3Moreover, the authors have used the literary element of “setting” to establish the issues and how this specific time in the USA have affected other people’s lives. First in the story, “Everyday Used” the author used this section to address the issues “A dress down to the ground, in this hot weather. A dress so loud it hurts my eyes. There are yellows and oranges enough to throw back the light of the sun. I feel my whole face warming from the heat waves it throws out. Earrings gold, too, and hanging down to her shoulders. Bracelets dangling and making noises when she moves her arm up to shake the folds of the dress out of her armpits. The dress is loose and flows, and as she walks closer, I like it”. In the 1970s, poverty and inequality that were going on have made other people seek a higher lifestyle. This is shown when Dee showed up with all these fancy things on her. In the story “The Lesson”, the author used these sets of lines to emphasize the issue of equality in the 1970s. “ Cost $35. I could see me asking my mother for a $35 birthday clown. “You wanna who that costs what?” she’d say, cocking her head to the side to get a better view of the hole in my head…” This shows the equality in the years 1970s, about how some people can afford to pay for toys and in the meantime the same amount is also used to take care of a whole family. However, these issues of inequality still exist nowadays where the bottom dwellers struggle to afford the minimum for their family. In the last story, “How to Date a Browngirl, Blackgirl, Whitegirls and Halfie”, the author addresses the issue of inequality through dating different girls. In the set of lines “She’ll appreciate your interest. She’ll tell you more. Black people, she will say, treat me real bad. That’s why I don’t like them. You’ll wonder how she feels about Dominicans. Don’t ask. Let her speak on it…” “But the out-of-towners are usually black—black girls who grew up with ballet and Girl Scouts, and have three cars in their driveway.” This shows how enqual things were in the years 1990s through dating. Notice that there are different dating tips depending on the girl. Also the inequality has to do with the girl’s background and so their rank in the society.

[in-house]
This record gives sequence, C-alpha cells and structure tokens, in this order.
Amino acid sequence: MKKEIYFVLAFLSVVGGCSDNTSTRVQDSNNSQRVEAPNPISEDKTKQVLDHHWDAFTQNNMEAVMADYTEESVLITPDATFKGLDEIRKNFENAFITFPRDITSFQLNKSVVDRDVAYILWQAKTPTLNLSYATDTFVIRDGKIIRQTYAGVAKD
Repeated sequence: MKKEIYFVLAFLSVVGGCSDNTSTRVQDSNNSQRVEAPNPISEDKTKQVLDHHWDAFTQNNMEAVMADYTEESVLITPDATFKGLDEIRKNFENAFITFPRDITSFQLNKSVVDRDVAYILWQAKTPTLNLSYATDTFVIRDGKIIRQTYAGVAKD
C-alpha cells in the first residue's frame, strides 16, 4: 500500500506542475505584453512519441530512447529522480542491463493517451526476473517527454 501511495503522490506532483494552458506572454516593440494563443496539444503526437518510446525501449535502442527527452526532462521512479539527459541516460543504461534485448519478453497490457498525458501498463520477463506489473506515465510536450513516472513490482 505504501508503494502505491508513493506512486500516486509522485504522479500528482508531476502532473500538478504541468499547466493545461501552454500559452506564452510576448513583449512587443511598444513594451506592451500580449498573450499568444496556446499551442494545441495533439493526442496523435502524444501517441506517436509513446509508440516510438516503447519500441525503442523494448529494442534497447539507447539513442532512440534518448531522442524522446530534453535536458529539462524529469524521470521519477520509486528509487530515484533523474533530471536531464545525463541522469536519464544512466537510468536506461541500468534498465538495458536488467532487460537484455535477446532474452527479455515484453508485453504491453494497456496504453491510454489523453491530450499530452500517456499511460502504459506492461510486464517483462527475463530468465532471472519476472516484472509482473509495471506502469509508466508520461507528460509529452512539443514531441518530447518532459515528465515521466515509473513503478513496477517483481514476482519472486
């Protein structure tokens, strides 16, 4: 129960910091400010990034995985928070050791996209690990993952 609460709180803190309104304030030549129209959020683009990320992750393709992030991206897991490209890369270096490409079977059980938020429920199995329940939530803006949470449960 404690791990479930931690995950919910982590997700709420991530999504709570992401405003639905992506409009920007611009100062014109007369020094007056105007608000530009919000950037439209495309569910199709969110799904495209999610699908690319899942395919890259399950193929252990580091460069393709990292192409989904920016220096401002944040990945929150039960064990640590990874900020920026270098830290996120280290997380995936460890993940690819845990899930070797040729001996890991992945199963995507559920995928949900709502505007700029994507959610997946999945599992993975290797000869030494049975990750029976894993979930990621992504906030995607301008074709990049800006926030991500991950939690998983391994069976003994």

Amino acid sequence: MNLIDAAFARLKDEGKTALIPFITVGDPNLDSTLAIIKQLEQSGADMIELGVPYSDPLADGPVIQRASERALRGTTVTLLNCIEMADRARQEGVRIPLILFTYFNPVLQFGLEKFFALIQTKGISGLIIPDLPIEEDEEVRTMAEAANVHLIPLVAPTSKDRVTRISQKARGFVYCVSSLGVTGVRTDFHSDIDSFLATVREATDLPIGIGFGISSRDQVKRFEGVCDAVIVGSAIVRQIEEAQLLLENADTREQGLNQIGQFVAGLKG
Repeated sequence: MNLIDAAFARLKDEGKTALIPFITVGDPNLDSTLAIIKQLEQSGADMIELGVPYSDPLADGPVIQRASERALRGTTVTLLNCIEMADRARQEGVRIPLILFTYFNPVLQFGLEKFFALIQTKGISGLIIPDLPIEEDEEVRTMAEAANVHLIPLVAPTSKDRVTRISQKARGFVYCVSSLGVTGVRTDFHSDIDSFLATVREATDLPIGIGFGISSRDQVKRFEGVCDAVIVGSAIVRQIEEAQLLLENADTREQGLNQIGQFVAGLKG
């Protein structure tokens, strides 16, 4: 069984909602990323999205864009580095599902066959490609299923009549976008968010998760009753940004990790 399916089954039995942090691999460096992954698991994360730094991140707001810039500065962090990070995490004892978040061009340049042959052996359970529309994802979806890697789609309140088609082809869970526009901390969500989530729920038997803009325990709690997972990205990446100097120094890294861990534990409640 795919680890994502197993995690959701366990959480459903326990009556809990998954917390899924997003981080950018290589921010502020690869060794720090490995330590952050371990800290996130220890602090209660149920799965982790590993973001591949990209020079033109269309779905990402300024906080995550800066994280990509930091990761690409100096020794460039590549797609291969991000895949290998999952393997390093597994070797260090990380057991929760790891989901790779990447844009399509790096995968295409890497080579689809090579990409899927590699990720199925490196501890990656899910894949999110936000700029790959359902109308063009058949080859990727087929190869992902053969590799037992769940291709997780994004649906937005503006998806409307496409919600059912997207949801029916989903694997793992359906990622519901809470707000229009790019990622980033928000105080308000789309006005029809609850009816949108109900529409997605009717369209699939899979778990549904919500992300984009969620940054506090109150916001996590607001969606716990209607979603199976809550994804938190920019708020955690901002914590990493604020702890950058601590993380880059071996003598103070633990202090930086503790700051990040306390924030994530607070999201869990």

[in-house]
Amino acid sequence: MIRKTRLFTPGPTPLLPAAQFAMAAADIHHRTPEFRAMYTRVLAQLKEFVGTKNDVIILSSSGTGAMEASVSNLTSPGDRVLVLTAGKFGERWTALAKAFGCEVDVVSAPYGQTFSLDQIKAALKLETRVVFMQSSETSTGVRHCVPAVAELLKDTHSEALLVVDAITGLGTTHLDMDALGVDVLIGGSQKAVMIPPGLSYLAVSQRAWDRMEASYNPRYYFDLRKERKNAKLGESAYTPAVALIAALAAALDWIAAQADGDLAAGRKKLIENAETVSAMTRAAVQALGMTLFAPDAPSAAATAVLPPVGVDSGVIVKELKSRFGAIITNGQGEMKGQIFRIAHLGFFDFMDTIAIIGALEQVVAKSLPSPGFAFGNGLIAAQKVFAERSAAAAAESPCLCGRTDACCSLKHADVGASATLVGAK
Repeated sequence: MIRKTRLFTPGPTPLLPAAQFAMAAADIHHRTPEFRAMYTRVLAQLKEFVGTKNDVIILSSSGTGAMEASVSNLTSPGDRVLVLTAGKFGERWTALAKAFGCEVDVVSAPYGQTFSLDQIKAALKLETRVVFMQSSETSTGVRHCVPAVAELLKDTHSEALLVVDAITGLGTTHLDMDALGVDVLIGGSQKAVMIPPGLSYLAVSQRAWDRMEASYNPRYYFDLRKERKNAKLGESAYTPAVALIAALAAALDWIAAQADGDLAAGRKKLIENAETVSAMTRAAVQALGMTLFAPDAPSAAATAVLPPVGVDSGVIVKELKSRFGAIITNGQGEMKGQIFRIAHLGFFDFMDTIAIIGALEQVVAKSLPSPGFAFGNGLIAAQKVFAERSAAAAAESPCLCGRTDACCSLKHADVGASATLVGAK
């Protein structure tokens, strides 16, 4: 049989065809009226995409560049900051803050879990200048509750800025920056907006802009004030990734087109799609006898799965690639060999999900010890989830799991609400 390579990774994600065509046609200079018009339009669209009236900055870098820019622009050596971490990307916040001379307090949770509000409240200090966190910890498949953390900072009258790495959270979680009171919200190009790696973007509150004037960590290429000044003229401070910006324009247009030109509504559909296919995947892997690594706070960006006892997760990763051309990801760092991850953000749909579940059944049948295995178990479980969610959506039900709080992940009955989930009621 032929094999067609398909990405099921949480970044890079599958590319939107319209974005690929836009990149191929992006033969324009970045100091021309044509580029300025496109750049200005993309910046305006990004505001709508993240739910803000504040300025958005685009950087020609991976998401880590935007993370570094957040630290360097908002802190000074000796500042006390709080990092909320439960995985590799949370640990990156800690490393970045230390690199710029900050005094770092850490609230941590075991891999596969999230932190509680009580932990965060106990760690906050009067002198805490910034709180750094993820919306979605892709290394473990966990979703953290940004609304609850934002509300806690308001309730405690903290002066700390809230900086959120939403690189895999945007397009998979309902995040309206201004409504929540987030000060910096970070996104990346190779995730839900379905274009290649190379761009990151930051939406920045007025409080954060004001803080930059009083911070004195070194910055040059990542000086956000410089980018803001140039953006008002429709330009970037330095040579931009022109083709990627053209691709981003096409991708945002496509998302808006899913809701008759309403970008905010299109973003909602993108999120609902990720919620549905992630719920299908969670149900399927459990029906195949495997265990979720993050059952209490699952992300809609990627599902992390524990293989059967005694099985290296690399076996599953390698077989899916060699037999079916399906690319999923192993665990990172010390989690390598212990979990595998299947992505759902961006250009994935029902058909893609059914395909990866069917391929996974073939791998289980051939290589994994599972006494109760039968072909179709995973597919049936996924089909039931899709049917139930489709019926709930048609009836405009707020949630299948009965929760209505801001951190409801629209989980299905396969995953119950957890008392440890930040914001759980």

4 The last literary, the authors of all three stories used the literary element of imagery to admire how black women look. In the three stories the authors talked about African american female appearance and the way they give moral advice. However, they are talking about it in an unmatched pattern. In “How to date a halfie, white …” and “Everyday Use” the two writers talk about the beauty of the black women. Unlike “Lesson” which in a sense mock the look of the ebony female. It says in the story, “this lady moved on our block with nappy hair…And she was black as hell, cept for her feet, which were fish-white and spooky.” However the three stories praises African American women’s moral–self respect and still showing black women’s aesthetic charm. In “how to date brown girl, black girl, white girl and halfie” for instance, the narrator kept telling the kid (or the reader) that the black female wouldn’t let anybody have any type of sexual intercourse whatsoever. It says,“A local girl will have hips and a nice ass but won’t be quick about letting you touch her”. Similar in “Everyday Uses”, “Her feet were always neat-looking as if God himself had shaped them with a certain style…Hair is all over his head a foot long and hanging from his chin like a kinky mule tail.” all writers talk about the physics of the females in the story and are different in that sense but all greet their integrity somehow, whether from Dee for telling her sister to start being independent, to the “local girl”, for not letting anybody disrespect her sexual modesty. “Lesson” also shows the need for Ms Moore to fight for her rights through a dialogue between a woman and black children.